New Orleans— Car buyers with subprime credit and those in their 20s and early 30s will be the driving forces behind U.S. auto sales growth in 2014.
Those two groups will make up most of the anticipated 600,000 additional car and truck sales this year versus 2013, said Thomas King, senior director of consulting and analysis at J.D. Power & Associates. His remarks came Friday ahead of the National Automobile Dealers Association annual conference.
Sales to those in Generation Y — loosely defined as those born after 1980 — will likely rise to 3.3 million in 2014 from 3 million last year, J.D. Power believes. And sales to consumers with subprime credit are expected to increase to 2.1 million from 2 million last year.
U.S. auto sales in 2014 are expected to rise to 16.2 million from 15.6 million in 2013.
Subprime consumers generally have credit scores of 640 and below, though cutoffs vary by lender. Scores range from 300 to 850; people with scores above 720 are generally given favorable interest rates, because they are seen as more likely to pay their bills.
The number of subprime car buyers has grown every year since 2009 — the trough of the auto crisis — though that number is still lower than 2.4 million subprime buyers in 2007.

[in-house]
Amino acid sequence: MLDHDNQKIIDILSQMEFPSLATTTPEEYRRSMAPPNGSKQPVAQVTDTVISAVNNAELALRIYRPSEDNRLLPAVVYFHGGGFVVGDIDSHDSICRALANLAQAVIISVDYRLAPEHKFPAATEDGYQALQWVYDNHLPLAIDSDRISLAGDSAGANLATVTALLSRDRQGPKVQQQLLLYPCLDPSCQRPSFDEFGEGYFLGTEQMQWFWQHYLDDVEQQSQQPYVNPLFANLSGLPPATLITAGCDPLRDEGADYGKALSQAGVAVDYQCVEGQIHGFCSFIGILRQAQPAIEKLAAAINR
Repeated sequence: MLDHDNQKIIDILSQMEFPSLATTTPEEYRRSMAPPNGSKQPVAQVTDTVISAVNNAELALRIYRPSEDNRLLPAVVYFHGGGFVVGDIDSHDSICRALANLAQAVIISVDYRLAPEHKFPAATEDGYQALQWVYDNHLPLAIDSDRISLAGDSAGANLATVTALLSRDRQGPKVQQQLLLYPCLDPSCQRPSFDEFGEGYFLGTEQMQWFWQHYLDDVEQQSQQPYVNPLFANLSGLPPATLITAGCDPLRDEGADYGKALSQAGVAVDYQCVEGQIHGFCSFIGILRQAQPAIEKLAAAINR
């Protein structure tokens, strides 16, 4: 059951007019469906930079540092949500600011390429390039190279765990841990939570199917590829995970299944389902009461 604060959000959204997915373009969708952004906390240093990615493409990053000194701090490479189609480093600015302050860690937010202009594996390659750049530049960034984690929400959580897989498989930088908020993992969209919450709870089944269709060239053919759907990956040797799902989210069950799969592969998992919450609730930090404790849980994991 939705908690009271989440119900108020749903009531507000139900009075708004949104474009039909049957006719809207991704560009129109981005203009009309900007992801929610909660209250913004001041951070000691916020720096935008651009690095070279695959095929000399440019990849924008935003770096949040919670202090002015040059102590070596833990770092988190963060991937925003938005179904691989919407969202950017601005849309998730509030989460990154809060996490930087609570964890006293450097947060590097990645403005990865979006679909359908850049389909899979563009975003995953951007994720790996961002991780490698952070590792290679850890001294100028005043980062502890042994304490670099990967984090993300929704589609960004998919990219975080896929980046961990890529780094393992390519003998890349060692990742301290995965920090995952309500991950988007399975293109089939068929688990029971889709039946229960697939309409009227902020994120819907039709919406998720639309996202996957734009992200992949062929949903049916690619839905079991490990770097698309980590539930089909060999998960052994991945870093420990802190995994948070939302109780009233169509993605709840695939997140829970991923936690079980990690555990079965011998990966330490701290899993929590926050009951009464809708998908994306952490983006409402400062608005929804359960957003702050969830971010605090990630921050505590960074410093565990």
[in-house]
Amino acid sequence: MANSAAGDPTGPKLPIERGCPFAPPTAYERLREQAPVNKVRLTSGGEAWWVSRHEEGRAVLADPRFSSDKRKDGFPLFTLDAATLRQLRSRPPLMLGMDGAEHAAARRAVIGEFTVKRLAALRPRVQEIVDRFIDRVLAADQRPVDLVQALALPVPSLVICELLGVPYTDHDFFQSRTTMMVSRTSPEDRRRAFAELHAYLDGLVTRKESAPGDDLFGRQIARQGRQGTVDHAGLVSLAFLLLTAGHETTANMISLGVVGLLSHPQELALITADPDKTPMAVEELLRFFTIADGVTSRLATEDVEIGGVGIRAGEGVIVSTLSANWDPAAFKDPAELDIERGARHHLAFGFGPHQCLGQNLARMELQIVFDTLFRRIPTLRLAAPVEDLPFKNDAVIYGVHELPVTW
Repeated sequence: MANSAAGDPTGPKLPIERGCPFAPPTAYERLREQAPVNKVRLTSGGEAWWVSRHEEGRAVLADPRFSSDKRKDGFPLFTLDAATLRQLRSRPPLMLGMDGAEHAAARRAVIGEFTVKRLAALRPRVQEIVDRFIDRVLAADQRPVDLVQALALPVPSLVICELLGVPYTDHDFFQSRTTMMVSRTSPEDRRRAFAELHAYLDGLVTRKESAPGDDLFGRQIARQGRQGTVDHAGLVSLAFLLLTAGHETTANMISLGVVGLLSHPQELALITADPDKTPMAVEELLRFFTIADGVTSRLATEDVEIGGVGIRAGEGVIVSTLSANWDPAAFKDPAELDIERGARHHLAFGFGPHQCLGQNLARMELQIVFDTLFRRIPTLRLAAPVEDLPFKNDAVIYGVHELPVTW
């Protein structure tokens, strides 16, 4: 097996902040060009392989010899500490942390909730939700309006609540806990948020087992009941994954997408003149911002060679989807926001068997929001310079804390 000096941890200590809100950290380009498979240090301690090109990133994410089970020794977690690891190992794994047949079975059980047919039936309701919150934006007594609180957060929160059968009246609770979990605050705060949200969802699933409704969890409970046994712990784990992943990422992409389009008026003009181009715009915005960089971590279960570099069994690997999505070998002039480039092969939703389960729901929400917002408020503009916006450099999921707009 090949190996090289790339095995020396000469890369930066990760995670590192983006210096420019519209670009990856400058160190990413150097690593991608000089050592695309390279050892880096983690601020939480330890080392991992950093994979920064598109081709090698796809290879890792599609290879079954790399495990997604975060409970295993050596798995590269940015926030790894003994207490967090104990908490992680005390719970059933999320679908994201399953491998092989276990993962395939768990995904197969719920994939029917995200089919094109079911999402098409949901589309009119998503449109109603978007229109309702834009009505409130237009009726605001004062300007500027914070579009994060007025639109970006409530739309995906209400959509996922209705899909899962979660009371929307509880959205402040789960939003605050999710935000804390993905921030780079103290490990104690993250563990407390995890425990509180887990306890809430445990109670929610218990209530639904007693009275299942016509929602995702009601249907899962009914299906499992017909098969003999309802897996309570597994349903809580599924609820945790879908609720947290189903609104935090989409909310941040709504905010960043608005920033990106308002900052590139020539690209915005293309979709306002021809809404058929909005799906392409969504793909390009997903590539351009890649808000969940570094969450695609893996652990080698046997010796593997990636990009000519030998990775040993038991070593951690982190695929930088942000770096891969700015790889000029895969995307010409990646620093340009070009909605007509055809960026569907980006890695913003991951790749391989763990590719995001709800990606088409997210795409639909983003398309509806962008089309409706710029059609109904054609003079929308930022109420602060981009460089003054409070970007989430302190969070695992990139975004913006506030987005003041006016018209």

“Yes, it’s up, but it’s still below historic levels,” said King, who added that historically low interest rates — it’s been about five years now that the Federal Reserve has kept interest rates tamped down — plus rapidly improving fuel economy among new vehicles have also helped those with poor credit buy a car or truck.
The average fuel economy of new vehicles jumped by 1 mile per gallon in 2013, to 24.8 mpg, according to researchers at the University of Michigan’s Transportation Research Institute.
“No matter who is buying,” King said, “this is a good time to buy.”
The surge of sales among younger buyers is a promising sign for the U.S. auto industry, and something automakers have been anticipating for years.
There is a common perception that those in Generation Y are not interested in owning a vehicle, but many studies — including one last week from Deloitte LLP — show that young car buyers do want to lease or own a vehicle, but the economic realities faced during the Great Recession pushed back their vehicle purchases.
In fact, fewer than one in 10 Gen Y members surveyed by Deloitte said they never plan to buy or lease a vehicle.
Sales to those in Generation Y totaled 1.2 million in 2009, according to J.D. Power. In 2013, sales jumped 20 percent, from 2.5 to 3 million.
The anticipated sales growth among those subprime consumers and young buyers comes despite rising new vehicle prices. The average selling price of new cars and trucks rose last year by about $700, according to J.D. Power, topping $29,000.
This year, that total could reach $29,700. That is expected to drive continued growth of long-term vehicle financing, which in some instances can now top 100 months, or more than eight years.